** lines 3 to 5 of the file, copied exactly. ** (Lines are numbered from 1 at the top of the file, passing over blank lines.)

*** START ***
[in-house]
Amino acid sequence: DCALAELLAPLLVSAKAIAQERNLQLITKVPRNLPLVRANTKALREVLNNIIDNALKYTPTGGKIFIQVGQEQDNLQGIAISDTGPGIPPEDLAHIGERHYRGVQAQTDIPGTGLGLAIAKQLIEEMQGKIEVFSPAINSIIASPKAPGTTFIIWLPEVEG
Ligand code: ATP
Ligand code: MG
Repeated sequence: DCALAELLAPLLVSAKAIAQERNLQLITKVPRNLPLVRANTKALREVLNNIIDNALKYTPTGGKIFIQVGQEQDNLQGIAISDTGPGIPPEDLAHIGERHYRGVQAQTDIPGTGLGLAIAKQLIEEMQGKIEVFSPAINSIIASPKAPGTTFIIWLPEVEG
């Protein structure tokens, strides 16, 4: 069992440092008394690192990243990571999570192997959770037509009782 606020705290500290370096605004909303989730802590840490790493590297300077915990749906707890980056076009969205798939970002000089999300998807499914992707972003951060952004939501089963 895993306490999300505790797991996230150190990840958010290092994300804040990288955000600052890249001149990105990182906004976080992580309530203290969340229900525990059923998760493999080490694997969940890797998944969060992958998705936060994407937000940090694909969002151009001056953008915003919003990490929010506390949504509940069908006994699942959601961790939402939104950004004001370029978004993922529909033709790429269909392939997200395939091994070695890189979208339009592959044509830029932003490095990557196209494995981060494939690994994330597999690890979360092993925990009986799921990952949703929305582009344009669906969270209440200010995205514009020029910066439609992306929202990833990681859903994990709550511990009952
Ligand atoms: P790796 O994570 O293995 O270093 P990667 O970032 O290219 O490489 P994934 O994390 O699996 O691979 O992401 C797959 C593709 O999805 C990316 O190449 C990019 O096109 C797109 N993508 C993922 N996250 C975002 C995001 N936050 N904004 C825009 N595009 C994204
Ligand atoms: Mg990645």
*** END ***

Ligand code: ATP
Ligand code: MG
Repeated sequence: DCALAELLAPLLVSAKAIAQERNLQLITKVPRNLPLVRANTKALREVLNNIIDNALKYTPTGGKIFIQVGQEQDNLQGIAISDTGPGIPPEDLAHIGERHYRGVQAQTDIPGTGLGLAIAKQLIEEMQGKIEVFSPAINSIIASPKAPGTTFIIWLPEVEG